These are some neutral blondes examples:


The client has a neutral tone blonde with blends of lowlights and highlights ! The colour is a mix of tones, with highlights of brighter blonde pops as well as lowlights of a level 7th. The overall glaze was a level 10 ash to block excessive warmth from her prior colour.


This is an excellent example of a neutral light blonde! This shade has beige tones and was made using highlights. Then, it was glazed over with a level 9th neutral blonde!



In all honesty, the double process blondes aren’t our top choice. The process requires lightening of hair all over using bleach on the scalp and without foils (scalp bleach). This kind of shade can be as light as blonde is possible to be. The bleach is applied on the scalp. We believe it may cause damage, and creates the appearance of single colour tone, and leaving no trace of your natural colour. The result is usually a harsh line of demarcation as it is grown out, and seldom appears natural. Personally, we don’t think that this is the ultimate type of blonde you should request due to the damage that it can possibly cause.

If you are seeking this desired colour, make sure that the hair is in the healthiest and well-maintained condition and be ready to experience breakage in the future.. particularly near the hairline. Make a plan to visit the salon every four weeks and spend at least $200. Ensure that your colourist isn’t overlapping bleach. We’d recommend using cotton in between every section to prevent the colour from overlapping each other. The double-process platinum blonde works perfectly when paired with fair skin or lighter features. But, other skin tones are able to complement too. Consider the time when Kim Kardashian rocked with platinum blonde.

Personally, we don’t perform this type of service due to the possibility of damage. Alternatively, to achieve a more healthy version of this finishing results, our colourists will apply very heavy and intense highlights in order to get rid of most of your natural colouring between foils. Then, glaze it with an ash-based toner. It’s likely to require a couple of sessions.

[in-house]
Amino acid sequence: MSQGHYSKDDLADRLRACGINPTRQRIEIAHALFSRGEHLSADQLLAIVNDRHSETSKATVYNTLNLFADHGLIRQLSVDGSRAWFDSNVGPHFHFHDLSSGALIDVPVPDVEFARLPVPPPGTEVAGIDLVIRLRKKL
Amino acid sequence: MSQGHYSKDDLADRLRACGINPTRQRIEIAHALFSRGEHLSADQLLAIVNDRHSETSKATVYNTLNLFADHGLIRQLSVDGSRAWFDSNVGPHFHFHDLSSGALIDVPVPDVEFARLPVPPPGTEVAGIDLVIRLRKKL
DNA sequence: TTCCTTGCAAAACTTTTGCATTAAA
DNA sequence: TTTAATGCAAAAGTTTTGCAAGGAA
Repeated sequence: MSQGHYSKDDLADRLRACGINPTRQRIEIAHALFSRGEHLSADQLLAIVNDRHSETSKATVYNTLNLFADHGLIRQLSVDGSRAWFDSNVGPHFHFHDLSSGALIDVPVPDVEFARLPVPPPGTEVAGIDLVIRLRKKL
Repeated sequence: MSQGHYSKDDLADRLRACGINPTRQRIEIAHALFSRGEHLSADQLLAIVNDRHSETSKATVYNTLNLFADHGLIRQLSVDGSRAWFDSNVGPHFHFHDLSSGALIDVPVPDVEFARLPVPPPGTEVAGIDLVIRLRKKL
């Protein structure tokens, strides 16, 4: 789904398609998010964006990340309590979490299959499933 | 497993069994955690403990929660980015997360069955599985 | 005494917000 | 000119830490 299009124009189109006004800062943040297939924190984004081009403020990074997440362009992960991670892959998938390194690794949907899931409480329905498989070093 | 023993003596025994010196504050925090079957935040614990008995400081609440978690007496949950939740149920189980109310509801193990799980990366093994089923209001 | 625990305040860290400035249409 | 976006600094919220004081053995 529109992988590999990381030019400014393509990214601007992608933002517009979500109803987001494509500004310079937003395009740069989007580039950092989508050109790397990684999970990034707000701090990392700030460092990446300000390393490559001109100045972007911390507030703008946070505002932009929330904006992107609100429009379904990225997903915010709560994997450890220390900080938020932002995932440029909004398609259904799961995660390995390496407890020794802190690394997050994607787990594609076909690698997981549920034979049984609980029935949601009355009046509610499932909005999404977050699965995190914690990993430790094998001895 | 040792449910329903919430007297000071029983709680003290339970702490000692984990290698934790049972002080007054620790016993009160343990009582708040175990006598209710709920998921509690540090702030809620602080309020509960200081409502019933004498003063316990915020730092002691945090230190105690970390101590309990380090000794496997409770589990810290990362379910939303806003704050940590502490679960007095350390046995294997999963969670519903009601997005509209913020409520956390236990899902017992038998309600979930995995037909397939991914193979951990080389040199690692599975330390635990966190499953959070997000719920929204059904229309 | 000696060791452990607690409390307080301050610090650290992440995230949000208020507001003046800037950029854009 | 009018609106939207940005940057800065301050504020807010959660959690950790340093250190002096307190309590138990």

This abovementioned colour was achieved with very heavy and intense highlights, with a minimal dimension remain and a ash glaze of violet-based.



High lift or base-break blondes are comparable to double process blonde but instead of employing bleach, the hair dyes are used in order to “break” up the natural hue that’s left in between highlights processes. The base break/high lift colour process is gentler on hair than double process procedure that requires scalp bleaching. However, it isn’t able to provide natural out-growth effect. This procedure involves highlighting of hair, processing it and then rinse out the highlights follow by towel drying the hair. Lastly is the application of the hair colour at the hair’s root for a couple of minutes to further lighten the hair that weren’t highlighted by foil. Sometimes this causes the undesired warmth since hair colour is not as effective in hair lightening as compared to using the bleach. This also isn’t our preferred method due to the results of harsh outgrowth that can be quite a nuisance. However, there are still clients who require this type of service!

You may prefer a base break/high lift colour process if you’re an avid fan of the double process blonde or aren’t keen on seeing any of your natural colours after having highlights. This colour is ideal for you only if the natural hair colour is a level 7 or lighter. Personally, we would not recommend any base break on anyone whose base is darker than level 7 and wishing to go blonde, to avoid exposing undesired warmth on the hair.

Here’s an instance of the first photo of a client who has a high lift blonde versus the second photo of a client who receives highlights and gets dimension remains at the hair root from the natural shade. Look at her hair’s roots, she has none of her natural hair colour. You can notice that all the pieces of her hair were lightened. Her natural hair colour is level 8, and we lighten her hair with an ash violet level 12th high lift blonde. Highlights are added every 3rd visit. An amazing example of a hair colour with a high lift that yet still looks healthy and natural!

The client also has a natural level 8 and highlights were performed all over the hair. As we can observe, the various different in tones at the root. No base break of high lift colour.



Babylights are one of the newer hair trend that we are a huge fan of! One way to think of babylights is to imagine the hair of a girl in her early teens. Mainly with their natural colour coupled with the ideally cleverly placement of natural looking highlights near the face and progressively lighter towards the hair ends. This is a great technique to use if you love your natural shade, but you just need some sunkissed highlights or fine baby highlights all around. Babylights are created by weaving extremely fine delicate highlights ribbons all over the hair and then place brighter pieces of highlights around the hairline and hair ends as if the hair has been sun-kissed. To enhance the naturality effect, we usually apply the root shadow and then leave out the pieces of brighter sections around the face as well as the hair ends. This creates a very natural look with a lower maintenance grow-out.